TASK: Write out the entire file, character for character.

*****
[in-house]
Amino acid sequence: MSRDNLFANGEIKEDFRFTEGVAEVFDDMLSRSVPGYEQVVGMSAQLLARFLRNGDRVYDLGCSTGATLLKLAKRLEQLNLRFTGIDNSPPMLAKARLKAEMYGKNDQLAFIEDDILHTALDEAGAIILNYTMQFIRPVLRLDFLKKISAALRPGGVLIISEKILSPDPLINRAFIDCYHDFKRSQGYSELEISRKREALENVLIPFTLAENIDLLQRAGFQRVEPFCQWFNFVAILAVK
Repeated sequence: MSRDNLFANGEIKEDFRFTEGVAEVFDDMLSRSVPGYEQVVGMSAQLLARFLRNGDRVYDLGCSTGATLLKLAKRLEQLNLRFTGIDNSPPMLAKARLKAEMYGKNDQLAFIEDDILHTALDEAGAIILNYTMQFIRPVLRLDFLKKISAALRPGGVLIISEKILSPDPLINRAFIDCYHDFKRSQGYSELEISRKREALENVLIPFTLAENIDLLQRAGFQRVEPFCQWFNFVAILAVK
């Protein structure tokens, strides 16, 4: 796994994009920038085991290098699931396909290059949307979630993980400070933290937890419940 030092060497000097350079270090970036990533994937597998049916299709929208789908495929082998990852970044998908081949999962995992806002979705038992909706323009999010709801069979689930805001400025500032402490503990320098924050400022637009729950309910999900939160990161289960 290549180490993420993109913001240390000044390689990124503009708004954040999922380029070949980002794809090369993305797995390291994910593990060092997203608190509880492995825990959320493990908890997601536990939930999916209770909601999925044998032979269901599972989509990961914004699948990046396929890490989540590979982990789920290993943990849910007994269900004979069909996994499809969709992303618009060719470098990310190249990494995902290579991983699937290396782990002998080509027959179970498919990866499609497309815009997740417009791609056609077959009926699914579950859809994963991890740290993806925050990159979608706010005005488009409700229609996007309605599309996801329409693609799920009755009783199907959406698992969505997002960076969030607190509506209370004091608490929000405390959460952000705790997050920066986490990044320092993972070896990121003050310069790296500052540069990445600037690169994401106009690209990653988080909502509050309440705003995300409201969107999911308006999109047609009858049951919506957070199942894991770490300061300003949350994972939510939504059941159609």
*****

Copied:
[in-house]
Amino acid sequence: MSRDNLFANGEIKEDFRFTEGVAEVFDDMLSRSVPGYEQVVGMSAQLLARFLRNGDRVYDLGCSTGATLLKLAKRLEQLNLRFTGIDNSPPMLAKARLKAEMYGKNDQLAFIEDDILHTALDEAGAIILNYTMQFIRPVLRLDFLKKISAALRPGGVLIISEKILSPDPLINRAFIDCYHDFKRSQGYSELEISRKREALENVLIPFTLAENIDLLQRAGFQRVEPFCQWFNFVAILAVK
Repeated sequence: MSRDNLFANGEIKEDFRFTEGVAEVFDDMLSRSVPGYEQVVGMSAQLLARFLRNGDRVYDLGCSTGATLLKLAKRLEQLNLRFTGIDNSPPMLAKARLKAEMYGKNDQLAFIEDDILHTALDEAGAIILNYTMQFIRPVLRLDFLKKISAALRPGGVLIISEKILSPDPLINRAFIDCYHDFKRSQGYSELEISRKREALENVLIPFTLAENIDLLQRAGFQRVEPFCQWFNFVAILAVK
């Protein structure tokens, strides 16, 4: 796994994009920038085991290098699931396909290059949307979630993980400070933290937890419940 030092060497000097350079270090970036990533994937597998049916299709929208789908495929082998990852970044998908081949999962995992806002979705038992909706323009999010709801069979689930805001400025500032402490503990320098924050400022637009729950309910999900939160990161289960 290549180490993420993109913001240390000044390689990124503009708004954040999922380029070949980002794809090369993305797995390291994910593990060092997203608190509880492995825990959320493990908890997601536990939930999916209770909601999925044998032979269901599972989509990961914004699948990046396929890490989540590979982990789920290993943990849910007994269900004979069909996994499809969709992303618009060719470098990310190249990494995902290579991983699937290396782990002998080509027959179970498919990866499609497309815009997740417009791609056609077959009926699914579950859809994963991890740290993806925050990159979608706010005005488009409700229609996007309605599309996801329409693609799920009755009783199907959406698992969505997002960076969030607190509506209370004091608490929000405390959460952000705790997050920066986490990044320092993972070896990121003050310069790296500052540069990445600037690169994401106009690209990653988080909502509050309440705003995300409201969107999911308006999109047609009858049951919506957070199942894991770490300061300003949350994972939510939504059941159609």